Finally, you may also want to set up a job search spreadsheet where you can keep track of all the positions you have applied for and the dates so you know when it would be appropriate to follow-up. Having your goals and timeline determined, and having your organization systems in place will help you start your search on a strong foot.

2. Use all the resources available to you.
Many college graduates assume that because they have graduated they no longer are eligible to utilize the career services offices on their campus. This is true in some cases, but not all. Be sure you are taking full advantage of your resources as an alum in addition to seeking out private career consulting support, if appropriate.

Also consider the resources and career support available to you through groups you are a member of, such as professional associations or faith communities, for example. Stay in touch with faculty members who know you well – they hear about many openings. Also attend to your network and be sure you are leveraging your relationships to help put your network to work for you.

3. Balance your search across the visible and invisible job markets.
Speaking of networks – balance the amount of time spent on applying for posted jobs vs. investing energy in cultivating your own network. I teach a networking class at the University of Minnesota and it is always surprising to me how few students realize the full power of networking. Up to 70-80% of jobs may never be posted, so be sure you aren’t just competing with all the other job seekers for that visible job market.

To network effectively, you should be prepared to let people in your life know:

  • A bit about who you are
  • What you are interested in
  • The skills and strengths you bring
  • And where you see yourself headed

Through formal and informal connections, seek out opportunities to tell people that you are a recent grad or that you are job searching, and offer them enough detail about you so they can ascertain how they can help you in your search. This allows you to tap into the invisible job market. In your job search plan, be sure you set goals related to how many networking meetings you hope to have each week or month in addition to focusing on applying for open positions.

4. Pay attention to your online life.
When job searching we typically spend a lot of time and energy on our resume and cover letter. It is great to tailor these to specific positions, but it is also becoming increasingly important to attend to your online presence:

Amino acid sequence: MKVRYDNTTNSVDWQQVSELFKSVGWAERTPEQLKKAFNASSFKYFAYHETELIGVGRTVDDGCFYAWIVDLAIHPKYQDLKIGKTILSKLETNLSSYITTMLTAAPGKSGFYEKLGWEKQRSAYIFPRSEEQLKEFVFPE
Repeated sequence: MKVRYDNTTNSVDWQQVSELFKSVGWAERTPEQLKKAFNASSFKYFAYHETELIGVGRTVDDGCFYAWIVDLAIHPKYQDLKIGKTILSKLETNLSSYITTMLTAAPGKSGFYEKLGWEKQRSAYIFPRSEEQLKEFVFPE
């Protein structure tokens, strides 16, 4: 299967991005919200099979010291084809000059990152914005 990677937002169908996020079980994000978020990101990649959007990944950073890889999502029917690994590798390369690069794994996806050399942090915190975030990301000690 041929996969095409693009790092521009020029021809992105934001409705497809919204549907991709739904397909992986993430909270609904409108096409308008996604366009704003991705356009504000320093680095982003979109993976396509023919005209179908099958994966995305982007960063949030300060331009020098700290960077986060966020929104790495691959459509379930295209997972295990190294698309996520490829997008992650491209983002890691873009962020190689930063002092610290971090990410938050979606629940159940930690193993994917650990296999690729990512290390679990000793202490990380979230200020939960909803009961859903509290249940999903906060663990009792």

• Linked In is becoming more of a norm across industries, which is a great thing because you can oftentimes highlight your strengths and skills in more interactive and interesting ways online as compared to in a formal resume. Spend time getting acquainted with Linked In, not only as a tool to collect contacts but also as a tool you can use to mine for potential networking contacts who may know about positions that are “invisible” to the general job search scene.
  • Depending on your industry or field, you may also want to develop your own personal website you can link to from Linked In or your resume where you are able to showcase more about who you are and what you are seeking in your next position.
  • Finally, “Google yourself” to see what prospective employers may discover about you online when they do a quick search. Clean up any privacy settings on social media and make adjustments as needed. Again, a career coach or career consultant can help you think through all of these aspects of your job search and candidate profile.

5. Be present to the process.
Job searching is stressful one day and exhilarating the next. There are a lot of ups and downs in this process and it can start to feel pretty disorienting after even a short time in the thick of it. My last tip is to be present to the process.

Try to take a step back and keep that big picture in mind:

  • What is your ultimate goal?
  • What are your values?
  • Are the kinds of positions you are applying for still in alignment with who you are and what you desire next from your work?

If you get to feeling low about your prospects it can be tempting to just begin applying for any open position. Stay focused on your goals and interests, and review that purpose statement or vision you crafted for yourself at the start of your search so you ensure you are staying true to yourself through the process.

Always listen to your gut. If you notice you do not have energy or enthusiasm for a specific position or industry, for example, maybe you should really listen in to what might be going on. Be present and reflect on what you are learning through the process. Sometimes we discover that the job search reveals our goals or priorities are a little different than we first anticipated they would be.

If you are looking to make a job change, reflect on whether you are running towards something or running away from something that isn’t working – and if the thing that isn’t working in your life is really your work at all?

Being this mindful in your job search process can sometimes feel uncomfortable, but staying in touch with yourself during your search is key to finding longer-term happiness and meaningful work that satisfies. 

I wish all the recent grads and spring job searchers out there good luck in the search!

Fear + decisions

“You can’t make decisions based on fear and the possibility of what might happen.”
― Michelle Obama

One short little sentence, but such a profound insight. This quote resonates with me today because recently I have been leading several workshops that engage students and professionals in reflection on decision-making in their lives. Our conversations about decisions always end up with some time talking about fear and the very real struggle we experience trying to muster the courage to move beyond fear to make sound choices.

What are your biggest challenges to making effective choices? Does fear catch you by surprise or show up in your self-talk more often than not? How have you learned to trust your fear instincts to stay safe when the situation warrants, but be flexible in overcoming fears when they simply represent limiting beliefs? What grounds you in these chaotic moments?

Envisioning possibilities is hard